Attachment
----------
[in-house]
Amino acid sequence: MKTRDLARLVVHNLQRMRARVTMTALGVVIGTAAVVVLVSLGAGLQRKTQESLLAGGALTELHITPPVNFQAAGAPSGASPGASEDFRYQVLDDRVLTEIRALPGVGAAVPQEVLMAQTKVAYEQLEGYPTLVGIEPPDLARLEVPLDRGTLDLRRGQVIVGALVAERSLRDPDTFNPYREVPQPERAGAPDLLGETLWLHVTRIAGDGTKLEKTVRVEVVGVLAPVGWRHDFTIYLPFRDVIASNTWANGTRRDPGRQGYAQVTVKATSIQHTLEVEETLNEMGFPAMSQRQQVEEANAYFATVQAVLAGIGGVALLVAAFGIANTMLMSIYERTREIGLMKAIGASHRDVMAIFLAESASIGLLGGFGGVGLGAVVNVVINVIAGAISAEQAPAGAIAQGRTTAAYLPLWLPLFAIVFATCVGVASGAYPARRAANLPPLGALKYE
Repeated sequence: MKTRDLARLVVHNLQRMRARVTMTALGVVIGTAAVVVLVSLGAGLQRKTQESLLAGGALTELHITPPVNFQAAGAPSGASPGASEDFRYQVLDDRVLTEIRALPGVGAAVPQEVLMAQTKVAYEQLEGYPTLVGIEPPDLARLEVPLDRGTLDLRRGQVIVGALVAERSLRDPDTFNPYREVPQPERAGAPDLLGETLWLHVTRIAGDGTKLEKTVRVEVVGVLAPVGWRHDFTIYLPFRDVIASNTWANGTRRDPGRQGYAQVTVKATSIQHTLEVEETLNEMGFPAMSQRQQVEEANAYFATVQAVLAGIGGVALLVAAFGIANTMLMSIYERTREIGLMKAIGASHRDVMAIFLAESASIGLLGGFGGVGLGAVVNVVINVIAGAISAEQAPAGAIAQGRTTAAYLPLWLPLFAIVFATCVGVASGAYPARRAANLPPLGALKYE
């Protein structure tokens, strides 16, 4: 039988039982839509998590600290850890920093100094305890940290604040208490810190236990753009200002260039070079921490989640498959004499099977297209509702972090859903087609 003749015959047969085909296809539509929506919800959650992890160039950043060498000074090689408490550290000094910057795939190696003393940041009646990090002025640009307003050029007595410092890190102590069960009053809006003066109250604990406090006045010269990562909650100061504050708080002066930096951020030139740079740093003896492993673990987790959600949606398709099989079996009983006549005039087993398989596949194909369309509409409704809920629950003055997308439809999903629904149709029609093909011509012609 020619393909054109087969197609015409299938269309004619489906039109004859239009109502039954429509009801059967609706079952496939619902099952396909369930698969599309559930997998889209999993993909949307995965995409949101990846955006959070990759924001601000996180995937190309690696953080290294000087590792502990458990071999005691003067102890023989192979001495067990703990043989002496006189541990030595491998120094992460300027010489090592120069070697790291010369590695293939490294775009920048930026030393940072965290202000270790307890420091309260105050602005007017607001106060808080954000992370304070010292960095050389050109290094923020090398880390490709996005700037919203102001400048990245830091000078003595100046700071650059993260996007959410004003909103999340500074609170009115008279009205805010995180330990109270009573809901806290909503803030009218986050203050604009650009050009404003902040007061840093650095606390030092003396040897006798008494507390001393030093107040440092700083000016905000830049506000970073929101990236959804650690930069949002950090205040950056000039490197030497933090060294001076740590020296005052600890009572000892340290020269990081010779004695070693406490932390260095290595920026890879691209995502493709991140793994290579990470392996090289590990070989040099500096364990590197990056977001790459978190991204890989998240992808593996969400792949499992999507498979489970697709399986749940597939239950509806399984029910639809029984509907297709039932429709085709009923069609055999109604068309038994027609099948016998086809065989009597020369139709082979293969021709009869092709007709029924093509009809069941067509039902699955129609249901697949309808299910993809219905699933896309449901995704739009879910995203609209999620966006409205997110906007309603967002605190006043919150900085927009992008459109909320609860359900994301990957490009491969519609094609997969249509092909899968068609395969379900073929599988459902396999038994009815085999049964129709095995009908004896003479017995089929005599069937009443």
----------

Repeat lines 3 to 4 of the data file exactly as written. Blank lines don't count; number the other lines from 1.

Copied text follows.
Repeated sequence: MKTRDLARLVVHNLQRMRARVTMTALGVVIGTAAVVVLVSLGAGLQRKTQESLLAGGALTELHITPPVNFQAAGAPSGASPGASEDFRYQVLDDRVLTEIRALPGVGAAVPQEVLMAQTKVAYEQLEGYPTLVGIEPPDLARLEVPLDRGTLDLRRGQVIVGALVAERSLRDPDTFNPYREVPQPERAGAPDLLGETLWLHVTRIAGDGTKLEKTVRVEVVGVLAPVGWRHDFTIYLPFRDVIASNTWANGTRRDPGRQGYAQVTVKATSIQHTLEVEETLNEMGFPAMSQRQQVEEANAYFATVQAVLAGIGGVALLVAAFGIANTMLMSIYERTREIGLMKAIGASHRDVMAIFLAESASIGLLGGFGGVGLGAVVNVVINVIAGAISAEQAPAGAIAQGRTTAAYLPLWLPLFAIVFATCVGVASGAYPARRAANLPPLGALKYE
């Protein structure tokens, strides 16, 4: 039988039982839509998590600290850890920093100094305890940290604040208490810190236990753009200002260039070079921490989640498959004499099977297209509702972090859903087609 003749015959047969085909296809539509929506919800959650992890160039950043060498000074090689408490550290000094910057795939190696003393940041009646990090002025640009307003050029007595410092890190102590069960009053809006003066109250604990406090006045010269990562909650100061504050708080002066930096951020030139740079740093003896492993673990987790959600949606398709099989079996009983006549005039087993398989596949194909369309509409409704809920629950003055997308439809999903629904149709029609093909011509012609 020619393909054109087969197609015409299938269309004619489906039109004859239009109502039954429509009801059967609706079952496939619902099952396909369930698969599309559930997998889209999993993909949307995965995409949101990846955006959070990759924001601000996180995937190309690696953080290294000087590792502990458990071999005691003067102890023989192979001495067990703990043989002496006189541990030595491998120094992460300027010489090592120069070697790291010369590695293939490294775009920048930026030393940072965290202000270790307890420091309260105050602005007017607001106060808080954000992370304070010292960095050389050109290094923020090398880390490709996005700037919203102001400048990245830091000078003595100046700071650059993260996007959410004003909103999340500074609170009115008279009205805010995180330990109270009573809901806290909503803030009218986050203050604009650009050009404003902040007061840093650095606390030092003396040897006798008494507390001393030093107040440092700083000016905000830049506000970073929101990236959804650690930069949002950090205040950056000039490197030497933090060294001076740590020296005052600890009572000892340290020269990081010779004695070693406490932390260095290595920026890879691209995502493709991140793994290579990470392996090289590990070989040099500096364990590197990056977001790459978190991204890989998240992808593996969400792949499992999507498979489970697709399986749940597939239950509806399984029910639809029984509907297709039932429709085709009923069609055999109604068309038994027609099948016998086809065989009597020369139709082979293969021709009869092709007709029924093509009809069941067509039902699955129609249901697949309808299910993809219905699933896309449901995704739009879910995203609209999620966006409205997110906007309603967002605190006043919150900085927009992008459109909320609860359900994301990957490009491969519609094609997969249509092909899968068609395969379900073929599988459902396999038994009815085999049964129709095995009908004896003479017995089929005599069937009443």